To automate specific actions in the user interface, you are required to interact with various windows, buttons, drop-down lists and many others. Most applications do this by relying on the screen position of UI elements, a method that is not at all dependable.
To overcome this problem, UiPath Studio uses what we call selectors. These store the attributes of a graphical user interface element and its parents, in the shape of an XML fragment.
Most of the times, selectors are automatically generated by Studio and do not require further input from you, especially if the apps you are trying to automate have a static user interface.
However, some software programs have changing layouts and attribute nodes with volatile values, such as some web-apps. UiPath Studio cannot predict these changes and, therefore, you might have to manually generate some selectors.
A selector has the following structure:
The last node represents the GUI element that interests you, and all the previous ones represent the parents of that element. <node_1> is usually referred to as a root node.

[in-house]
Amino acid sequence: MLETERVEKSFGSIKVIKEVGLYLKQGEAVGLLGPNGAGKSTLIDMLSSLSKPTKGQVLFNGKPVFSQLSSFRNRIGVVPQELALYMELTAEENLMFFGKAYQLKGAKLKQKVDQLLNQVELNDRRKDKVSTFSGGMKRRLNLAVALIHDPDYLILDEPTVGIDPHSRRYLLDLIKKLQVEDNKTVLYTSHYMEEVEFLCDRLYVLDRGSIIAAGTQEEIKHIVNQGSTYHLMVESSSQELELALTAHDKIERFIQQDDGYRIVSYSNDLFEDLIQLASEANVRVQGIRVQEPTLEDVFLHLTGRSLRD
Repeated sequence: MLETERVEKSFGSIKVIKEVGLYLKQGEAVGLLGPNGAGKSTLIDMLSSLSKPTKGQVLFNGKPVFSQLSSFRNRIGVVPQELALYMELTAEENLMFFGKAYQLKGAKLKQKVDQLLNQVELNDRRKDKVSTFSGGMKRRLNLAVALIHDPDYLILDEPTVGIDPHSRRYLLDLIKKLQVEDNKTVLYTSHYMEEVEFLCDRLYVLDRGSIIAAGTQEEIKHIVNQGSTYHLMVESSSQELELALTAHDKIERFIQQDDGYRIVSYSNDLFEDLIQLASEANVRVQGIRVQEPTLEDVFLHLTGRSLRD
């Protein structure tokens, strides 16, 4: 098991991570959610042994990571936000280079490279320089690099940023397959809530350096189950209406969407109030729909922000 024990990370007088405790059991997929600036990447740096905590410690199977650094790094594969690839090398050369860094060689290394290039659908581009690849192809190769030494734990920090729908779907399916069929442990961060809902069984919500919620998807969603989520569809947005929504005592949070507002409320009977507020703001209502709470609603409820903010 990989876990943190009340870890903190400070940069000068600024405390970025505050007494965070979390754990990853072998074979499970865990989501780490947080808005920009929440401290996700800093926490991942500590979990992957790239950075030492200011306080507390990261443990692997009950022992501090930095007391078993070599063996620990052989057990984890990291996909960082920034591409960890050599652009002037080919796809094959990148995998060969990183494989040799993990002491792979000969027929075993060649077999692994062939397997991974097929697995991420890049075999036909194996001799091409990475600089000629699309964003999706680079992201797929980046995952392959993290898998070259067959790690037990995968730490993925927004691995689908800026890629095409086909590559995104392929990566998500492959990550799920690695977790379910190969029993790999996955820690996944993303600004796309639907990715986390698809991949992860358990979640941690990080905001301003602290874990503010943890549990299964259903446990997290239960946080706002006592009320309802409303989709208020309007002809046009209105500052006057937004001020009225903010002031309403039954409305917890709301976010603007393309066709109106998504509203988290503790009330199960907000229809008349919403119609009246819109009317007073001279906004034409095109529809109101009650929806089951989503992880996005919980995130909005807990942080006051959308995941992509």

Each node has one or more attributes that help you correctly identify a specific level of the selected application.
Each node has the following format:
<ui_system attr_name_1='attr_value_1' ... attr_name_N='attr_value_N'/>
Every attribute has an assigned value which represents a unique identifier.
You have to pick attributes with a constant value. If the value of an attribute changes, then the selector will not be able to correctly identify the element.
Selectors are stored in the Properties panel of activities, under Input > Target > Selector. All activities related to graphical elements have this property.
The Selector Editor window enables you to see the automatically-generated selector and edit it and its attributes. To open this window, click the Ellipsis button next to the Selector field, in the Properties panel.
The Edit Attributes section contains all the application components needed to identify the target application (a window, a button etc.). The Edit Selector section holds the actual selector. Both of these sections are editable.
Updated about a year ago